These are all thoughts and questions that come to my mind after a conference like this. As I was watching Jorodowsky elucidate his vision for Dune, his passion for the project was so palpable that it became all encompassing. For a few moments, he becomes so expressive that his eyes take over the screen and I wondered if Herbert’s Dune was even a part of that vision, or if the vision itself was bigger than the director himself (I believe it was, considering the amount of everything the director had envisioned for it). In various parts of the film, his Dune is termed as “ahead of its time.”
If you look back at the films, books, and art of the seventies and eighties, a lot of what was predicted aesthetically and artistically, never came to be. There are no polygon hats at art shows, flying cars, teleportation devices…ok, I could go on. Also, these things might exist, but they’re not in the form that we predicted them to be. This has led to a surge of retro-futuristic art (8 bit, and Killian Eng comes to mind), music (Lazerhawk, and Drive soundtrack), and in a small way film (Beyond The Black Rainbow – but also this viewed from that film’s aesthetics and soundtrack, of which similar can be seen in Under The Skin, as well.). I believe popular culture aims to recapture the aesthetics of seventies and eighties futurism because it is still trying to catch up with the overwhelming amount of quick technological growth it has put itself through. In many ways, conceptual writing is trying to catch up with the amount of growth or overwhelming output its manufactured with the ease because of technology. We find ourselves trying to argue against or in favour of conceptual writing’s existence because we can’t stop to define it. The assembly line or idea factory is just too fast. When we attempt to define it, we stagnate, the assembly line slows down. Don’t let it slow down! It’s not in our natures! Like Frankenstein’s monster there are so many components we don’t know what to do next.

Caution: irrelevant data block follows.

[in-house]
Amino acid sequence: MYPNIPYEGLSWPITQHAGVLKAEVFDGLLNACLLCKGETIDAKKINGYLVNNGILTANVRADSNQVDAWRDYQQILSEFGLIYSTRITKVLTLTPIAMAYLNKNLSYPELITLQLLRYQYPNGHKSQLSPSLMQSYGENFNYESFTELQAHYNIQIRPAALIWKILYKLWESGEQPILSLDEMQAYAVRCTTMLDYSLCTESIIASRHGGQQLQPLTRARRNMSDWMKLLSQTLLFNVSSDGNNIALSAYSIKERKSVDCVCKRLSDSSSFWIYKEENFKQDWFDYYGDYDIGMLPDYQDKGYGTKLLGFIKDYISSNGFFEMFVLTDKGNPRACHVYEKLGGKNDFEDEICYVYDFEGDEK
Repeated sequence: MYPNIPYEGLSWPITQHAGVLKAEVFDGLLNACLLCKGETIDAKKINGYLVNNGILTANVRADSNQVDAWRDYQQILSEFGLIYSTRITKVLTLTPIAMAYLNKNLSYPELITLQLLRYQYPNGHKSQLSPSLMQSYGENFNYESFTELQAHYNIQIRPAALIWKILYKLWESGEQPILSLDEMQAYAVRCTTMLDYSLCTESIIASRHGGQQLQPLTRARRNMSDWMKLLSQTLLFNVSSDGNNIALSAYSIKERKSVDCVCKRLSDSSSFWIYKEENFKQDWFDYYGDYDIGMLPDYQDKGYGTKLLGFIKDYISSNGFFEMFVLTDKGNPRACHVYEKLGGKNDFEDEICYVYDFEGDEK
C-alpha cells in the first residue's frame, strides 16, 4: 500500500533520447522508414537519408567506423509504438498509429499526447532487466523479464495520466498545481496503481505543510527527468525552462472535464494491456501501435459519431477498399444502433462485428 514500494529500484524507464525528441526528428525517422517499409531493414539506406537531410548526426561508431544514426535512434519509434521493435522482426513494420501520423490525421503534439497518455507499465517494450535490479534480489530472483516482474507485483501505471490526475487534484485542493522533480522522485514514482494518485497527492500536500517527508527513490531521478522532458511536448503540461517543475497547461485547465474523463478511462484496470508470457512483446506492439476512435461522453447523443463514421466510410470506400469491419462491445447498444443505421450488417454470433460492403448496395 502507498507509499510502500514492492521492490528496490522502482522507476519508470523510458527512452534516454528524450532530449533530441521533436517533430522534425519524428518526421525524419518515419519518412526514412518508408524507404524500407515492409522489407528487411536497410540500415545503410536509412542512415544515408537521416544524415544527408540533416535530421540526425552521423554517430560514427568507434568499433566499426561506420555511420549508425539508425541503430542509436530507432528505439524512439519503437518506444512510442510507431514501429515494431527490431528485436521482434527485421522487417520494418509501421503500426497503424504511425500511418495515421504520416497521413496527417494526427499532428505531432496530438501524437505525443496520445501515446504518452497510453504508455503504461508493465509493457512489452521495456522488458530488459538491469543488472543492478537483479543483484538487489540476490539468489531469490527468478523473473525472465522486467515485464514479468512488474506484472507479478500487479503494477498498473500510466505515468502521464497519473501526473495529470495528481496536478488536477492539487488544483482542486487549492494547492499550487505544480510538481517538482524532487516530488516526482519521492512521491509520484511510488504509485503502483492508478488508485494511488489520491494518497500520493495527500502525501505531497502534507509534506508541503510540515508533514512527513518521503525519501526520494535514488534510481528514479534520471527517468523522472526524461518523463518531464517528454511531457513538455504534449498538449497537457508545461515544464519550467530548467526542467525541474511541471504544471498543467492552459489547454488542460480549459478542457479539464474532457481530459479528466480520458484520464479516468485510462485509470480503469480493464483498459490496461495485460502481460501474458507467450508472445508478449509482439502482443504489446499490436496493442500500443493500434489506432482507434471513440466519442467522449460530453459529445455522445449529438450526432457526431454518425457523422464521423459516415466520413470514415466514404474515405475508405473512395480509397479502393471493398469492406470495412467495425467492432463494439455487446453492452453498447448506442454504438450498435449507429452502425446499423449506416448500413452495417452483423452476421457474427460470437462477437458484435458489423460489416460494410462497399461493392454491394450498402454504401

“Conceptual Writing, in fact, might be best defined not by the strategies used but by the expectations of the readership or thinkership.”
While a person appreciates art, the art piece is taken from the artist and becomes an entirely new piece in the viewer’s mind. The reader owns the text after it is written and it becomes a new piece in the reader’s mind. By viewing, appreciating, and listening, we are stealing. Never mind that the artist has gifted us their materialization of an idea, we are stealing for a universal comprehension through interpretation. Retro futurism, a taking of old ideas and making them new for now, is a symptom of schema created for the modern thinker’s survival. We own ideas, but no idea is original. Yet, the process by which the idea is formed is unique to its owner. Beyond that, it’s interpretation and reformation.
I met many women on this trip to St. Catharines. Within in the conceptual writing movement, within poetry, there’s a very powerful undercurrent of female poets with activist voices. I mean, by being anything female these days, we are speaking out against thousands of years of ingrained oppression. It was a heavy week of being reminded we are women writers within Can-Lit. So it was healing and rejuvenating to converse and exchange thoughts with these women.
“Radical mimesis is original sin.” – Place, Vanessa, and Robert Fitterman. Notes on Conceptualisms. Brooklyn, NY: Ugly Duckling Presse ;, 2009. 20.
I experiment with words. I remix, remodel, rewrite, and reform what already exists. My basis point has always been from a lyrical point, a creative view because this my nature. However, even when I assemble a work in an “uncreative” place in my mind, the end result reads as an innovation for myself. The only way I can classify that work as is from a poetic mind, thus the label “poet.” But even that label carries connotations with it that do not define most of my work. It’s kind of like I’ve rode with my processes and didn’t stop to think, “What am I doing?”
After watching Jorodowsky’s visions I can only assume that he didn’t care what he was doing. He tried to do it, failed to make it so, but in the end, the world of film ended up making many versions of his idea. His creation. His monster. His concept. His idea.
What did he do? He watched the dominoes fall.
P.S. I will always regret not being able to dance with Fraggles on the last day of the conference.
Also, no one told me Magma was going to be in Dune.
James Joyce is a maddening writer to read. If you were to ask me why I love reading him though, part of that love is in the aggravation he causes with his writing.